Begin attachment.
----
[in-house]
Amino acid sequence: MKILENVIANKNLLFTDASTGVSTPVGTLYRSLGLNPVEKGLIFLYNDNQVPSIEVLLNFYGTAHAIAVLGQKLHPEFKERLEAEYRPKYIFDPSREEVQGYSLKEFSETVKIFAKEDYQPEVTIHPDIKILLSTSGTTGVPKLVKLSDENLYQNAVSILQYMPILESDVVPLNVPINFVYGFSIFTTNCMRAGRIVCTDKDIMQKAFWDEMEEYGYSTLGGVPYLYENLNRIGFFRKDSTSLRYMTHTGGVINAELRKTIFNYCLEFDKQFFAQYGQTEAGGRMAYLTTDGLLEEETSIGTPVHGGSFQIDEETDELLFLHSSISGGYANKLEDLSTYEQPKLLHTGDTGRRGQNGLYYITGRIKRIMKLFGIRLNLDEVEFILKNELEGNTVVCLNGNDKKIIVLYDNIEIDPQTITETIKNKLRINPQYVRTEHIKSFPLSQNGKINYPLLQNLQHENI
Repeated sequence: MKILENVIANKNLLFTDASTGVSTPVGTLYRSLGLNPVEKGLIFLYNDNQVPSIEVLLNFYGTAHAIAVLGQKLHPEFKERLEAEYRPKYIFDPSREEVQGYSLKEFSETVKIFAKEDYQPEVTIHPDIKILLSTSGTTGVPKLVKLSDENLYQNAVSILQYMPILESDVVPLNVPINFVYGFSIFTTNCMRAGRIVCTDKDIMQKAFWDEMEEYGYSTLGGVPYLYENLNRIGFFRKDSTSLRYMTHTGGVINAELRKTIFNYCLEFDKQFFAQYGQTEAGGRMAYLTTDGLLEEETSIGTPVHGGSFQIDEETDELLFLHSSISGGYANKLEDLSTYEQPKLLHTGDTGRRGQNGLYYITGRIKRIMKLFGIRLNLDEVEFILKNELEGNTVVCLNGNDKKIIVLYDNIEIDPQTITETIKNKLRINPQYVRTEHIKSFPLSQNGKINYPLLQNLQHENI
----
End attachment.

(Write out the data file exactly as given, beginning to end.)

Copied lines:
[in-house]
Amino acid sequence: MKILENVIANKNLLFTDASTGVSTPVGTLYRSLGLNPVEKGLIFLYNDNQVPSIEVLLNFYGTAHAIAVLGQKLHPEFKERLEAEYRPKYIFDPSREEVQGYSLKEFSETVKIFAKEDYQPEVTIHPDIKILLSTSGTTGVPKLVKLSDENLYQNAVSILQYMPILESDVVPLNVPINFVYGFSIFTTNCMRAGRIVCTDKDIMQKAFWDEMEEYGYSTLGGVPYLYENLNRIGFFRKDSTSLRYMTHTGGVINAELRKTIFNYCLEFDKQFFAQYGQTEAGGRMAYLTTDGLLEEETSIGTPVHGGSFQIDEETDELLFLHSSISGGYANKLEDLSTYEQPKLLHTGDTGRRGQNGLYYITGRIKRIMKLFGIRLNLDEVEFILKNELEGNTVVCLNGNDKKIIVLYDNIEIDPQTITETIKNKLRINPQYVRTEHIKSFPLSQNGKINYPLLQNLQHENI
Repeated sequence: MKILENVIANKNLLFTDASTGVSTPVGTLYRSLGLNPVEKGLIFLYNDNQVPSIEVLLNFYGTAHAIAVLGQKLHPEFKERLEAEYRPKYIFDPSREEVQGYSLKEFSETVKIFAKEDYQPEVTIHPDIKILLSTSGTTGVPKLVKLSDENLYQNAVSILQYMPILESDVVPLNVPINFVYGFSIFTTNCMRAGRIVCTDKDIMQKAFWDEMEEYGYSTLGGVPYLYENLNRIGFFRKDSTSLRYMTHTGGVINAELRKTIFNYCLEFDKQFFAQYGQTEAGGRMAYLTTDGLLEEETSIGTPVHGGSFQIDEETDELLFLHSSISGGYANKLEDLSTYEQPKLLHTGDTGRRGQNGLYYITGRIKRIMKLFGIRLNLDEVEFILKNELEGNTVVCLNGNDKKIIVLYDNIEIDPQTITETIKNKLRINPQYVRTEHIKSFPLSQNGKINYPLLQNLQHENI